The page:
Prologue:There a two men who I credit, or blame, for bringing me to the Delta Force from my state of uncertainty and lack of self-confidence: James Nelson Sudderth and Matthew Loren Rierson. Both are departed. Both deliberately approached me and asked me to come to Delta Force.

First it was Matt who asked me ‘when I was coming’, coaxing the gears in my head to turn and engage. From that I felt a distinct lean forward that I merely nursed for about a year. Then came James, who TOLD me with a knife hand to my chest to come. That’s how James conveyed messages of all sort, with knife hand to chest. The lean forward became a jog ahead, and then a run. I ran right into the Delta Force, never looking back, no longer just Jenny on the block.

I’m an SOF Combat Diver by trade, or at least I fancy myself one. I was assigned to the Combat Dive Academy as a Senior Instructor/Writer from 1989 to 1991. One of the courses we offered to the SOF community in the day was titled the Waterborne Infiltration Course (WIC). I attended the very first pilot course of WIC as a student. It was quickly and unaffectionately nicked: ’Ranger School on Water’.

WIC was six weeks of, grueling, finning, Zodiac-driving, Klepper kayak-paddling, over-the-horizon navigating, ass-whipping training on every tactical aspect of SOF waterborne operations, with the exception of underwater events! Underwater operations were a completely different animal, and required a specially select man to perform them.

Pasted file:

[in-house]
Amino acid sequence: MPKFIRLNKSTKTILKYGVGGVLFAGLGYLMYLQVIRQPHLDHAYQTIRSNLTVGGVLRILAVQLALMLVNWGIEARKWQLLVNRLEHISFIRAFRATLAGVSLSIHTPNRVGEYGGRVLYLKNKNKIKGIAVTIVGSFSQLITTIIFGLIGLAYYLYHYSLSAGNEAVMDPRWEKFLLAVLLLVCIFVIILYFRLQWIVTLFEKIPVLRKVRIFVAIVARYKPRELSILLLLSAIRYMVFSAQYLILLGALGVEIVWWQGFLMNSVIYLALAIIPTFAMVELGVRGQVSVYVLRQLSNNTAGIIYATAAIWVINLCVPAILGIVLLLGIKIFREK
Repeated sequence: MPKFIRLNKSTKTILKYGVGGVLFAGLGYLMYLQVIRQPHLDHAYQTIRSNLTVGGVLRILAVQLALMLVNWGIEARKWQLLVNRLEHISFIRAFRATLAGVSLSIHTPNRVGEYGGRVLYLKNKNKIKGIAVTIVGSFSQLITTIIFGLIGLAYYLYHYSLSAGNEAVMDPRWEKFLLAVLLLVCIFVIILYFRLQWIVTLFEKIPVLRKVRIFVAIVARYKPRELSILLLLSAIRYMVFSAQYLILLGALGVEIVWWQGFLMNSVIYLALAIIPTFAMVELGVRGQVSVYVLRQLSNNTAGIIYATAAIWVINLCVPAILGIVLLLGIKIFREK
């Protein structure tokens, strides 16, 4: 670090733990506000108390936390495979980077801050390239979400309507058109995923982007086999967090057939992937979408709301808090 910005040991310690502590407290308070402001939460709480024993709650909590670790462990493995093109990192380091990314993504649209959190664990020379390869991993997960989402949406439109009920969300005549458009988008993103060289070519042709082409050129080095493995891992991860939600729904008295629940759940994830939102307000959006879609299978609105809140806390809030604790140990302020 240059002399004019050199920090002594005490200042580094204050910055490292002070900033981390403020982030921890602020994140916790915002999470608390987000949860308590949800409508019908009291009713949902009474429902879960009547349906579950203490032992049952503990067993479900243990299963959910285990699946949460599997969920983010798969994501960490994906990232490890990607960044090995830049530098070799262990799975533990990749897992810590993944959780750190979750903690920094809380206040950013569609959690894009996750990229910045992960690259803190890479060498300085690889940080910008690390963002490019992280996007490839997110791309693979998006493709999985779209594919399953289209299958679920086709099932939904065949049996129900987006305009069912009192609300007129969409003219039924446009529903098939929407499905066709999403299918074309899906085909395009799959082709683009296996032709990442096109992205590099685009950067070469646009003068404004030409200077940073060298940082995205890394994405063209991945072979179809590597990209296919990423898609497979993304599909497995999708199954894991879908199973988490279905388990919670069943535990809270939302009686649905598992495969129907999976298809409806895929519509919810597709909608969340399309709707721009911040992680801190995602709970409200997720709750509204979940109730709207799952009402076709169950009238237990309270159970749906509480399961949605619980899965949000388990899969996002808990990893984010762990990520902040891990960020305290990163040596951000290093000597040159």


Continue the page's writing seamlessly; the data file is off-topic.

Special Forces in the WIC course; long range navigation and infiltration with a Zodiac F-470 Combat Rubber Raiding Craft (CRRC)

WIC only ran for several iterations, and then it was dropped from the Key West curriculum for ‘lack of support by the Special Forces Groups’. That is a polite way of saying guys didn’t want to come to the WIC because it was just plain TOO HARD!

I could go on about how much harder the pilot WIC I attended was, as it was executed to find out how much was too much for us mere mortals… but this essay is not about me; it is about a man that I only ever imagined I was as good as.

Helocast operations; Special Forces troops cast from the back of a CH-47 helicopter as it flies ~10 MPH, and ~10ft above the surface of the water.

Meet James Sudderth:
WIC students occupied the tarmac adjacent to the dive academy equipped with hoses and brushes, vigorously washing and rinsing salt water from Zodiac F-470 Combat Rubber Raiding Craft, and other personal and team equipment. These men had been dropped by CH-47 helos some 16 nautical miles from the shore of key west the night before.

At that distance you are ‘beyond the splash line’ or Over the Horizon (OTH); that is, you have traveled so far from shore that you can no longer see land due to the curvature of the Earth’s round service. With no visual reference, these men had to perform instrument approach back to shore using compass, and route calculations that they had done in prior mission planning, to defeat Mama Nature’s tides, waves, and ocean currents.